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University of Basel

A critical take on sedentarism.

Text: Samuel Schlaefli

The expectation that “migrants” should become actively involved in the local community of the urban district in which they live is often at odds with their mobility patterns and motivations.

It was certainly a forward-looking idea: The plan was to create a smartphone app to help reach out to all neighborhood residents, including newcomers and people with limited German skills, to integrate them into neighborhood life. The app was intended to combine information on small local businesses and sales promotions with news content provided, for instance, by local district offices. However, after a series of planning meetings and the development of a prototype, the idea was shelved for the time being because the app did not do justice to the complexity of the local social setup.

False premises

University of Basel cultural anthropologist Ina Dietzsch has analyzed the problems plaguing the development of the neighborhood life app: “Language issues, users’ technical skills, reaching poor people without reliable Internet access – these are all challenges that can be overcome,” she says, before adding, “The main problem was false premises.”

According to Ina Dietzsch, the difficulties encountered in creating the app are symptomatic of the problems facing projects aimed at fostering interaction under the conditions of what anthropologists and social scientists call “super-diversity”. In the course of her field research in Basel’s Matthäus district, as well as in talks with urban planners and neighborhood coordinators of participation processes, she often found the implicit expectation that everyone living in the neighborhood should be involved in shaping it. 

Dietzsch puts this down to a “normative concept of sedentarism,” a positive notion of rootedness combined with small-scale units such as districts or neighborhoods viewed as valuable and associated with a sense of belonging, well-maintained relationships, and a willingness to contribute to the shape of a shared living environment. She says that mobility driven lives in Basel are often treated as a problem that needs to be solved: “Both the city council and neighborhood associations strive to promote a lasting sense of belonging to the local area. But people with transnational experience who lead mobile lives aren’t necessarily keen to commit to this kind of neighborhood life.”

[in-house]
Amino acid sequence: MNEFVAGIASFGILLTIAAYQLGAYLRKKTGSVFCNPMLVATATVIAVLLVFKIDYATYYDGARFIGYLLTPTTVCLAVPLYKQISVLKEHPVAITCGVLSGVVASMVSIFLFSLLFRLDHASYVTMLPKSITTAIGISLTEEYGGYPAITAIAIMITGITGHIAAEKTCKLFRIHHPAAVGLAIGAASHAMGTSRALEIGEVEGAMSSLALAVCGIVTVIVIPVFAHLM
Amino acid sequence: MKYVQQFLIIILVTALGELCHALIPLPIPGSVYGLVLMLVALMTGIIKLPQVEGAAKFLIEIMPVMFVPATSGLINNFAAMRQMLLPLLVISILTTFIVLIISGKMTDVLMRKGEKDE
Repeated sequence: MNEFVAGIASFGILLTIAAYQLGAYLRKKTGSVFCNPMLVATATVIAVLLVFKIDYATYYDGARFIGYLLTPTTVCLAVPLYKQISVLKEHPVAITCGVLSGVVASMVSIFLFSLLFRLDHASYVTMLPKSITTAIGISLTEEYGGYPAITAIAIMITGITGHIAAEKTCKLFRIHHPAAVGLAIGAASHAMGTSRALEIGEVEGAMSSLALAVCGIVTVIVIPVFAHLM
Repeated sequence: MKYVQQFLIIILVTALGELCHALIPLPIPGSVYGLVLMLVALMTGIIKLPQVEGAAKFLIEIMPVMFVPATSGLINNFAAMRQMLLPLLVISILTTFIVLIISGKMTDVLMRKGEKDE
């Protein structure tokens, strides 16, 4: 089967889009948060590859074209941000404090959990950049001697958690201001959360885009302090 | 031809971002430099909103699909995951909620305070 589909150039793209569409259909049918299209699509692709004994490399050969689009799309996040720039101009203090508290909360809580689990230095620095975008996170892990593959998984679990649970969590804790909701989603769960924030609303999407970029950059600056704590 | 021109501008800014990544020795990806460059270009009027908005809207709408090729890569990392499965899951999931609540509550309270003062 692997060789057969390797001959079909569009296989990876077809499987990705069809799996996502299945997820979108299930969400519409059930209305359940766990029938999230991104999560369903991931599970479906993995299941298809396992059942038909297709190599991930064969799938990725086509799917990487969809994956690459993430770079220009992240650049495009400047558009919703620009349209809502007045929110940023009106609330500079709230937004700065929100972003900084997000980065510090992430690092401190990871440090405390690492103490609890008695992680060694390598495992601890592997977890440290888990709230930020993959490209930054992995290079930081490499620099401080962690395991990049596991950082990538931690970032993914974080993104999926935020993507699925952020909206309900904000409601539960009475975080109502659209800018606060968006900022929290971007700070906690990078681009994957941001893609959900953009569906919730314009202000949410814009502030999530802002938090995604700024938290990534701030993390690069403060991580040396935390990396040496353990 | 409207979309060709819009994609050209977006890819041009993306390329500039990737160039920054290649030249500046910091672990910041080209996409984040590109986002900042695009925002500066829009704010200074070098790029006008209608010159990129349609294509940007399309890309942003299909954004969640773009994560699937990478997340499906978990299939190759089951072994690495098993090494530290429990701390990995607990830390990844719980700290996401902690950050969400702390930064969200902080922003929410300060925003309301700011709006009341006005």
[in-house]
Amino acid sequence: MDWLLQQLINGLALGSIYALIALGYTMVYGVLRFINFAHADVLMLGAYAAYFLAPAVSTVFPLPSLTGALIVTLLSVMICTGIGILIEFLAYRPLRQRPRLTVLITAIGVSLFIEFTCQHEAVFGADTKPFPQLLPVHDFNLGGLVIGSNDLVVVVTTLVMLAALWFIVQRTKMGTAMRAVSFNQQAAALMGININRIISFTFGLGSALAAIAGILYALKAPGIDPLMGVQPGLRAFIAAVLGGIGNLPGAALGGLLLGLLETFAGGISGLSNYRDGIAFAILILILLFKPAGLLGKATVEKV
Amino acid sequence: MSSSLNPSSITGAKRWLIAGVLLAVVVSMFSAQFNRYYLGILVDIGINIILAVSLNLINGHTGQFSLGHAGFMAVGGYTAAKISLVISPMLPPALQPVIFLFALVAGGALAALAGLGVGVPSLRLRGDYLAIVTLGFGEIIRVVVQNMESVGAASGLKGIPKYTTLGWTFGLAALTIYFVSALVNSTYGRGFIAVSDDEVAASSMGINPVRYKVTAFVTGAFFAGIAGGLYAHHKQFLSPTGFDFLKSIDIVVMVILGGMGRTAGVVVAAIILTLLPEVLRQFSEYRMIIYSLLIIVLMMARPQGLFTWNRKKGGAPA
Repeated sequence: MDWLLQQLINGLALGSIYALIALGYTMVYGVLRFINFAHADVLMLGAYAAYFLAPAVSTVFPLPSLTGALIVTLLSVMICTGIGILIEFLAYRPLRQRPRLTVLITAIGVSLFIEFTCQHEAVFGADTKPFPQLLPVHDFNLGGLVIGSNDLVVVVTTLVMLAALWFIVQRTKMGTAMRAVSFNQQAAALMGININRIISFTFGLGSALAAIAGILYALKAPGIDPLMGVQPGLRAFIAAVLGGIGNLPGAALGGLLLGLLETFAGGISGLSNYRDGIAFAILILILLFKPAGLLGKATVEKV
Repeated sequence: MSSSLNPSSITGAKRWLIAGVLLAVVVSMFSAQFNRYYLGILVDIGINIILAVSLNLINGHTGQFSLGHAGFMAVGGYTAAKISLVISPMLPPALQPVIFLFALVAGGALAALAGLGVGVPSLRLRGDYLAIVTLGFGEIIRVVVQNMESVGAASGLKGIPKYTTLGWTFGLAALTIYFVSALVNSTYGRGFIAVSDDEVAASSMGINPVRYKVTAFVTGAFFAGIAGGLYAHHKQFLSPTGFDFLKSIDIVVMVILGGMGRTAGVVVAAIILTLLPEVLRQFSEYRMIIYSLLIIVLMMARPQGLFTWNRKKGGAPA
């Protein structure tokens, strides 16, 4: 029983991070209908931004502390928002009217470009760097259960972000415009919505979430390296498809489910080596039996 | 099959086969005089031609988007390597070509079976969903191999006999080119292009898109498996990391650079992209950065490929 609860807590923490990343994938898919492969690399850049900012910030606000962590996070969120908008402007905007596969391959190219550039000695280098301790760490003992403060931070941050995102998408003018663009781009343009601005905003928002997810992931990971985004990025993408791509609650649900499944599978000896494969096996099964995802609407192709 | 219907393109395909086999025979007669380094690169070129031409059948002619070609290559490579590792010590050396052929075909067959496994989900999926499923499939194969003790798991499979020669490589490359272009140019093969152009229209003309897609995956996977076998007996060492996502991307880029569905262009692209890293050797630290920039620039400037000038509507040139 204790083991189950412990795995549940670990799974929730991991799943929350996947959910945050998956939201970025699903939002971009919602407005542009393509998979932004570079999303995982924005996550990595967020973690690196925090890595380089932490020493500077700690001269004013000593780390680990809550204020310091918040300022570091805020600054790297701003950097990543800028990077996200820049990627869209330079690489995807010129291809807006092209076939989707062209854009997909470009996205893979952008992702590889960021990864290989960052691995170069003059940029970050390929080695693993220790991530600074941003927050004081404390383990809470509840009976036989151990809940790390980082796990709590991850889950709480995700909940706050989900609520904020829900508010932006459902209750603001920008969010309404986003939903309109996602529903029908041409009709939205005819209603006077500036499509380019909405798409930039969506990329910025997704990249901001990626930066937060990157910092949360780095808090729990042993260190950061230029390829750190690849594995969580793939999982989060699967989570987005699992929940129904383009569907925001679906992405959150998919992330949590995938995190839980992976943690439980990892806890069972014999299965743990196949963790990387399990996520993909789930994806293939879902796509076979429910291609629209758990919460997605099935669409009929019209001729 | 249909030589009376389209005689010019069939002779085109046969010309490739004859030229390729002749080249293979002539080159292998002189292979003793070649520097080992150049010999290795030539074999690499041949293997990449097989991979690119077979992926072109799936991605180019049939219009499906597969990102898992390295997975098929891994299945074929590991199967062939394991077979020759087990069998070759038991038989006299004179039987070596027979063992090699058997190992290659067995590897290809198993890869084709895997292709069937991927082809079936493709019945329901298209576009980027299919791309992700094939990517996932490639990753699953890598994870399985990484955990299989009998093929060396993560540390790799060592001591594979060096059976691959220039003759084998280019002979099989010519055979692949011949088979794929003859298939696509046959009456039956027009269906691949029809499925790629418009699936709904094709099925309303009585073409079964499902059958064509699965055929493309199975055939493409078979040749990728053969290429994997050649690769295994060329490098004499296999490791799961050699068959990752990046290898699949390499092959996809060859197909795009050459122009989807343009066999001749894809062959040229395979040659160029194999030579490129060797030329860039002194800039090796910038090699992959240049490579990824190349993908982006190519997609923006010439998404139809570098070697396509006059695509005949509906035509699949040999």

Weddings in the border triangle

By way of example, Dietzsch cites the Kurdish diaspora, which she knows well. This diaspora is particularly prominent in the Matthäus district. She talked to male and female Kurds from different generations, attended weddings, and accompanied families on trips to southeastern Turkey to learn more about their mobility patterns as well as the ways in which they use media to create social networks and communities. 

“Basel’s Kurdish community has very strong trinational links,” says Dietzsch. “For many, it’s not so much the district they live in, but rather family networks and weddings especially in the tri-border area where significant sociality occurs.” As an additional factor, she mentions Kurds’ different understanding of politics, explaining that, as a result of the decades-long political struggle for their rights, many Kurds’ notion of politics is related more to a European rather than an urban neighborhood scale.

So what should urban planners and neighborhood associations do? Should they abandon their efforts to involve as many diverse inhabitants as possible in decision-making processes? “No, they shouldn’t,” she says emphatically. “However, we should take seriously the fact that the same physical environment means different things to different people. And we should think of public participation as dependent on individual or even situational motivation rather than as a function either of the current place of residence or origin.”

As Ina Dietzsch explains, for people who currently live in the Matthäus district but do not know how long they will stay or who know that they will not stay, it may not make sense to go through a time-consuming participation process in order to have their say in urban planning matters, whose realization may lie far in the future. On the other hand, she adds, non-residents or even passers-by may be the ones to contribute ideas. “The growing cultural diversity in cities must lead to the insight for all those who want to engage city users that any form of attribution and expectation based on totalizing generalization and categorization is doomed to fail.”

More articles in the current issue of UNI NOVA.

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